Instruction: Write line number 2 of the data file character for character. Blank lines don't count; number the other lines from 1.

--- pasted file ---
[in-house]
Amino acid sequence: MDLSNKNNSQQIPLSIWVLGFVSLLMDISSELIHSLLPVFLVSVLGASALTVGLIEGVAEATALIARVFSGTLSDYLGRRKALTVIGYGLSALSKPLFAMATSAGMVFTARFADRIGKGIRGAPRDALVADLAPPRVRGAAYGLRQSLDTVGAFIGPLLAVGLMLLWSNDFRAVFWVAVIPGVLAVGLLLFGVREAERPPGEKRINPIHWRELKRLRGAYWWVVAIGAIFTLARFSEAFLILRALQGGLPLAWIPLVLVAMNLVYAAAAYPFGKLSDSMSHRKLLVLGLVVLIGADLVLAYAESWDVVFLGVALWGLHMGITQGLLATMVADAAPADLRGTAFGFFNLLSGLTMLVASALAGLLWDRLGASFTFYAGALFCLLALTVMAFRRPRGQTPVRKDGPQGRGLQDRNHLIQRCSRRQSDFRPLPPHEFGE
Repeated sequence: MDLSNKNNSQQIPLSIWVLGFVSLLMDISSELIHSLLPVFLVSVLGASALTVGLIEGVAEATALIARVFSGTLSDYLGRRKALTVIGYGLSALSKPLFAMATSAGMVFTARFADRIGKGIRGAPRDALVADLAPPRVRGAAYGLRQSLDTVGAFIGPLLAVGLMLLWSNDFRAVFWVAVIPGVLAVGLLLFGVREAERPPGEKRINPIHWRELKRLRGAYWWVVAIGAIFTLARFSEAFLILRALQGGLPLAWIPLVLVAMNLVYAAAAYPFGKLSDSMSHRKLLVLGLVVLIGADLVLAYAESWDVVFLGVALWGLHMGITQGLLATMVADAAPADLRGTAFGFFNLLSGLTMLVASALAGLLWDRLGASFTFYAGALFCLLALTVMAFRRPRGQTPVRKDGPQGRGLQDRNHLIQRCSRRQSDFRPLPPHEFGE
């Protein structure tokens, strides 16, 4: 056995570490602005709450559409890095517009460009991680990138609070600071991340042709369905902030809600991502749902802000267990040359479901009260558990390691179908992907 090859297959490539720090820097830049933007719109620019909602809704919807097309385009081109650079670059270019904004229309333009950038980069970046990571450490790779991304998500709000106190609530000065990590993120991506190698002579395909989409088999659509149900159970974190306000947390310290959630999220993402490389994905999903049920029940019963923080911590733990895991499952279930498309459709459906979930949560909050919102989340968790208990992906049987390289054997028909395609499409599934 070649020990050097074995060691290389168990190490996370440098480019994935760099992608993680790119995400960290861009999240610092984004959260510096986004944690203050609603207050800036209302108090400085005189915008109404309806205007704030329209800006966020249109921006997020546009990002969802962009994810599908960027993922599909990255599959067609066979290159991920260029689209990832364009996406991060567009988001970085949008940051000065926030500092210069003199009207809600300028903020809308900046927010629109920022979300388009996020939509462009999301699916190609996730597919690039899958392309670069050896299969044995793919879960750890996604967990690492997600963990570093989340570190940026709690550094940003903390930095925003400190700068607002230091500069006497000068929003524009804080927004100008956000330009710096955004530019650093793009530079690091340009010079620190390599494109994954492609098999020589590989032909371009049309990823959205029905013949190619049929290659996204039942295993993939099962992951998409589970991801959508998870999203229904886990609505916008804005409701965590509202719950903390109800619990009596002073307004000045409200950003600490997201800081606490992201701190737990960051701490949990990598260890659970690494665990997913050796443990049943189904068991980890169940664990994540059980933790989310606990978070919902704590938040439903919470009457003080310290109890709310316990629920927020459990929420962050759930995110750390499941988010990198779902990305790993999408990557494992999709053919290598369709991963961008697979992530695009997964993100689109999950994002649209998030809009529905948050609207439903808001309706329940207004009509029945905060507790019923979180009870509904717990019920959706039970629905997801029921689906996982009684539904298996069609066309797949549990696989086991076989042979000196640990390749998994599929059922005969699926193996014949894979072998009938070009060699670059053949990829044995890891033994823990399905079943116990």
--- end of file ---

Amino acid sequence: MDLSNKNNSQQIPLSIWVLGFVSLLMDISSELIHSLLPVFLVSVLGASALTVGLIEGVAEATALIARVFSGTLSDYLGRRKALTVIGYGLSALSKPLFAMATSAGMVFTARFADRIGKGIRGAPRDALVADLAPPRVRGAAYGLRQSLDTVGAFIGPLLAVGLMLLWSNDFRAVFWVAVIPGVLAVGLLLFGVREAERPPGEKRINPIHWRELKRLRGAYWWVVAIGAIFTLARFSEAFLILRALQGGLPLAWIPLVLVAMNLVYAAAAYPFGKLSDSMSHRKLLVLGLVVLIGADLVLAYAESWDVVFLGVALWGLHMGITQGLLATMVADAAPADLRGTAFGFFNLLSGLTMLVASALAGLLWDRLGASFTFYAGALFCLLALTVMAFRRPRGQTPVRKDGPQGRGLQDRNHLIQRCSRRQSDFRPLPPHEFGE